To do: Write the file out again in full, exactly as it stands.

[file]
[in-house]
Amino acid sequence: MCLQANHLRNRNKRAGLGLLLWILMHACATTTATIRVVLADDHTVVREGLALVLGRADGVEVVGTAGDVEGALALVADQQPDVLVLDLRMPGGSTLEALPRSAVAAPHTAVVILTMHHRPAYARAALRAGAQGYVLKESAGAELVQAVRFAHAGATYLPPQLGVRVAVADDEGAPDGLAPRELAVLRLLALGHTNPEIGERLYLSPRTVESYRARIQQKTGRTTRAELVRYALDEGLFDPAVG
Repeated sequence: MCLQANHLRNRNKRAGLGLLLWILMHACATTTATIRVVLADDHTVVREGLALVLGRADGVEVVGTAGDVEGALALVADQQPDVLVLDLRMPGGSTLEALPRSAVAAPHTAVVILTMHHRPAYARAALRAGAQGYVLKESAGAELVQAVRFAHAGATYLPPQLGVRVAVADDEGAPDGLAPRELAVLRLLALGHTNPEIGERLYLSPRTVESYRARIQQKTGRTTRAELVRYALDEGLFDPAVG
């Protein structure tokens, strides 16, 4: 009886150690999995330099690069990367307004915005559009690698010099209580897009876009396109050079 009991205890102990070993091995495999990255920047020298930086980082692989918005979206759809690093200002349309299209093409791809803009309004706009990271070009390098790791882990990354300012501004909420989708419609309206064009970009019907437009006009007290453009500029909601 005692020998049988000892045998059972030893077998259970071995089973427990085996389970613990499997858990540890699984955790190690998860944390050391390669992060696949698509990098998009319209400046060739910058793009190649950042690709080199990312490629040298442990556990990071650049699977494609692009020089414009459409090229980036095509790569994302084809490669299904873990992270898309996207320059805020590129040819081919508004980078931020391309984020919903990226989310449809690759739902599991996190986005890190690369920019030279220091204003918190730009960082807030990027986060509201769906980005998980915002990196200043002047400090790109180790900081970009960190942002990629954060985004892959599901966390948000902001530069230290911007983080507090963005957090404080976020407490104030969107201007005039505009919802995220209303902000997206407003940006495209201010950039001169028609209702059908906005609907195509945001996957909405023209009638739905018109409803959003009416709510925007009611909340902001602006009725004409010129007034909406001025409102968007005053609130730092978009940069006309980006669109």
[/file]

[in-house]
Amino acid sequence: MCLQANHLRNRNKRAGLGLLLWILMHACATTTATIRVVLADDHTVVREGLALVLGRADGVEVVGTAGDVEGALALVADQQPDVLVLDLRMPGGSTLEALPRSAVAAPHTAVVILTMHHRPAYARAALRAGAQGYVLKESAGAELVQAVRFAHAGATYLPPQLGVRVAVADDEGAPDGLAPRELAVLRLLALGHTNPEIGERLYLSPRTVESYRARIQQKTGRTTRAELVRYALDEGLFDPAVG
Repeated sequence: MCLQANHLRNRNKRAGLGLLLWILMHACATTTATIRVVLADDHTVVREGLALVLGRADGVEVVGTAGDVEGALALVADQQPDVLVLDLRMPGGSTLEALPRSAVAAPHTAVVILTMHHRPAYARAALRAGAQGYVLKESAGAELVQAVRFAHAGATYLPPQLGVRVAVADDEGAPDGLAPRELAVLRLLALGHTNPEIGERLYLSPRTVESYRARIQQKTGRTTRAELVRYALDEGLFDPAVG
């Protein structure tokens, strides 16, 4: 009886150690999995330099690069990367307004915005559009690698010099209580897009876009396109050079 009991205890102990070993091995495999990255920047020298930086980082692989918005979206759809690093200002349309299209093409791809803009309004706009990271070009390098790791882990990354300012501004909420989708419609309206064009970009019907437009006009007290453009500029909601 005692020998049988000892045998059972030893077998259970071995089973427990085996389970613990499997858990540890699984955790190690998860944390050391390669992060696949698509990098998009319209400046060739910058793009190649950042690709080199990312490629040298442990556990990071650049699977494609692009020089414009459409090229980036095509790569994302084809490669299904873990992270898309996207320059805020590129040819081919508004980078931020391309984020919903990226989310449809690759739902599991996190986005890190690369920019030279220091204003918190730009960082807030990027986060509201769906980005998980915002990196200043002047400090790109180790900081970009960190942002990629954060985004892959599901966390948000902001530069230290911007983080507090963005957090404080976020407490104030969107201007005039505009919802995220209303902000997206407003940006495209201010950039001169028609209702059908906005609907195509945001996957909405023209009638739905018109409803959003009416709510925007009611909340902001602006009725004409010129007034909406001025409102968007005053609130730092978009940069006309980006669109």